Knightley feels Elizabeth Bennett is a universal character for all women: “It is partly because she is a character—I’m making a huge generalization here but I am assuming—that every woman would want to be. Which is sort of this incredibly passionate, clever, witty, intelligent, just amazing being but also somebody who seems so annoying. And you want to her kick up the ass and just say: ‘Oh, sort it out!’. So she is flawed, really flawed. You can imagine her going into a room and being slightly nervous about it, thinking: ‘I feel really stupid right now’…I think you see yourselves in all (Austen’s) characters, all her strong women.” And yet for Knightley Elizabeth Bennett embodies the unattainable—characteristics that she can only aspire to: “She is the sort of person (who) comes up with all the put downs that I always think: ‘I should have said that!’ She is the person who can come up with it really quickly. So I think she is still the person I want to be and I will never get there. I am just not clever enough.”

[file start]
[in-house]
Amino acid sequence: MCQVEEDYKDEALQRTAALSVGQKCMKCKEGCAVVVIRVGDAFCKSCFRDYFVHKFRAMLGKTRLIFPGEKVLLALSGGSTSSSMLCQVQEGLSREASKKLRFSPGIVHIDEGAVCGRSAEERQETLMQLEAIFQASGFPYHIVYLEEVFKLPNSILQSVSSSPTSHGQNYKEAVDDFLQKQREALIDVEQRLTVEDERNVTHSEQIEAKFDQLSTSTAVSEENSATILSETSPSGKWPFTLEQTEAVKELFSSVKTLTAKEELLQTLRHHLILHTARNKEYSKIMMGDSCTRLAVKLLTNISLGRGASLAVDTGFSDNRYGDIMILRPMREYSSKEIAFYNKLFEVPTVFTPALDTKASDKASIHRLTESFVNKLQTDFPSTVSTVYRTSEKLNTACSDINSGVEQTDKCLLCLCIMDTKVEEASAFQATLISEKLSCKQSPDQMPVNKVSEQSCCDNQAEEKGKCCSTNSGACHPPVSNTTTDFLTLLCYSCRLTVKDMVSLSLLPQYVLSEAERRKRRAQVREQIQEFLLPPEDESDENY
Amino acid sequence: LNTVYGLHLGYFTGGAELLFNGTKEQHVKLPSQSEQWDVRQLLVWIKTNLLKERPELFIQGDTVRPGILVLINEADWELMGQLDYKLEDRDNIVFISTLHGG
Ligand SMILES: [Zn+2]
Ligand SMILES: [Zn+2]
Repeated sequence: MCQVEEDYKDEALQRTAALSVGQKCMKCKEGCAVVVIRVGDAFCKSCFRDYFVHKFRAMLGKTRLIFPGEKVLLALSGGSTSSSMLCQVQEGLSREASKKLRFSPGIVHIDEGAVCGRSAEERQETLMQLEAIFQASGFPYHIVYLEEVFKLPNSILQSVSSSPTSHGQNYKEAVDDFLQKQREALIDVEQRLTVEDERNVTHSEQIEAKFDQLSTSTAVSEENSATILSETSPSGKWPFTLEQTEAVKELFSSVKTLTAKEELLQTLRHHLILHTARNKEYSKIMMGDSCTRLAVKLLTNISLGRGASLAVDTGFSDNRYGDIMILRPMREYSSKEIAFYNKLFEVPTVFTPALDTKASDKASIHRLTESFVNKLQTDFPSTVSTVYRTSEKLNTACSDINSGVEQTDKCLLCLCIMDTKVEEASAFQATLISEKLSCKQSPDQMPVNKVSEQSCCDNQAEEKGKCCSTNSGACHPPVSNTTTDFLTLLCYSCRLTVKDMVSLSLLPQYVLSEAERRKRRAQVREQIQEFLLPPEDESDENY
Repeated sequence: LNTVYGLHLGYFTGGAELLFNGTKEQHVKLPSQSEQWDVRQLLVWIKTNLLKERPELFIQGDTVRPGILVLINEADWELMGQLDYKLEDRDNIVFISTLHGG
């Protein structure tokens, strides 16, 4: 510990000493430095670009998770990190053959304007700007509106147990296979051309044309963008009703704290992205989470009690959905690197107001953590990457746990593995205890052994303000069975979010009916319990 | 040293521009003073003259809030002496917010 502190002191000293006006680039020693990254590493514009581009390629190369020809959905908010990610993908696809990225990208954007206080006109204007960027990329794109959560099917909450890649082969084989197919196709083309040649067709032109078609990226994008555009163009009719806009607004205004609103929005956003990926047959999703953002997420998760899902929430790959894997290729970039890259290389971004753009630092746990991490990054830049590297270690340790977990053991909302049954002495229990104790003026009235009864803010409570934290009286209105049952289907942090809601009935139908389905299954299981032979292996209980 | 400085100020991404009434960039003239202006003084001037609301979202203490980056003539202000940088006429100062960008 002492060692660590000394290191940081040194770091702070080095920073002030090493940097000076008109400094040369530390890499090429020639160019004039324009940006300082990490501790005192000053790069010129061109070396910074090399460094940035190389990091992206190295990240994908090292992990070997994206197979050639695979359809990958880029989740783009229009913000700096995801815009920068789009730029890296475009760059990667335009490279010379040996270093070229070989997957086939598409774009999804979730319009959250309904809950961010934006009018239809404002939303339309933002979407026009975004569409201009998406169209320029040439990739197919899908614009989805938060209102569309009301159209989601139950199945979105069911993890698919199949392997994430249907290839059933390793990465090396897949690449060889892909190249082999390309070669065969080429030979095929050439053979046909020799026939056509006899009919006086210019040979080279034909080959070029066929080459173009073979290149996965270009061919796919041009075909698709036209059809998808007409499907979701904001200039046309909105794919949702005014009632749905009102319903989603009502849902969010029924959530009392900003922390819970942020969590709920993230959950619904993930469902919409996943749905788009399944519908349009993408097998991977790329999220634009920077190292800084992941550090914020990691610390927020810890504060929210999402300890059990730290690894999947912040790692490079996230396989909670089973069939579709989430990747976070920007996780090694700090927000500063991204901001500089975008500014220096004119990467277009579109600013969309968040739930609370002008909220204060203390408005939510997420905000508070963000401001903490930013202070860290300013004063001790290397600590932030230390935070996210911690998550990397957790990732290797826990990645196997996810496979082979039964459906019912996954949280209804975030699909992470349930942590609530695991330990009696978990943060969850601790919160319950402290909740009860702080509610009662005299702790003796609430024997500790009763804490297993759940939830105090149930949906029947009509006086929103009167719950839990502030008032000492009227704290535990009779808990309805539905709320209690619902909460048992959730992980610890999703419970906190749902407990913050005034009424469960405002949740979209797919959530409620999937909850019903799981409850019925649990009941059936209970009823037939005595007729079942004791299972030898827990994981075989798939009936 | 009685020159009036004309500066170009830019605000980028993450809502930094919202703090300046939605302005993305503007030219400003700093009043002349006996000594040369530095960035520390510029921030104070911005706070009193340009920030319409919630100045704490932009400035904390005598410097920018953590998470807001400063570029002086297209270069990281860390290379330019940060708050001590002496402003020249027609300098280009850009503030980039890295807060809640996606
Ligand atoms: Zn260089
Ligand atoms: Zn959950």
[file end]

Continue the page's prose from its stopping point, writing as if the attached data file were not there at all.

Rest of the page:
Both actors claim to recognize aspects of themselves in their characters but MacFadyen’s identification with Darcy borders on compassion. “There is a bit of Darcy in everyone. I found it very sympathetic. I found it kind of heartbreaking at times really. Nobody is just arrogant and cold without reason. I kind of thought he was a young man who was still trying to work out who he was, is, who to be with, still grieving the loss of his parents.“ MacFadyen recognizes that wounded pride can both humiliate and spark an attraction: “It is terribly attractive when your pomposity is noticed and then punctured in public. It is infuriating and embarrassing and you hate that person. When (Elizabeth) humiliates (Darcy) at the Merriton Ball, he finds it incredibly funny. I mean, he is mortified and hates her but goes home and locks all the doors and laughs hysterically into the pillow. That is why she is so attractive.”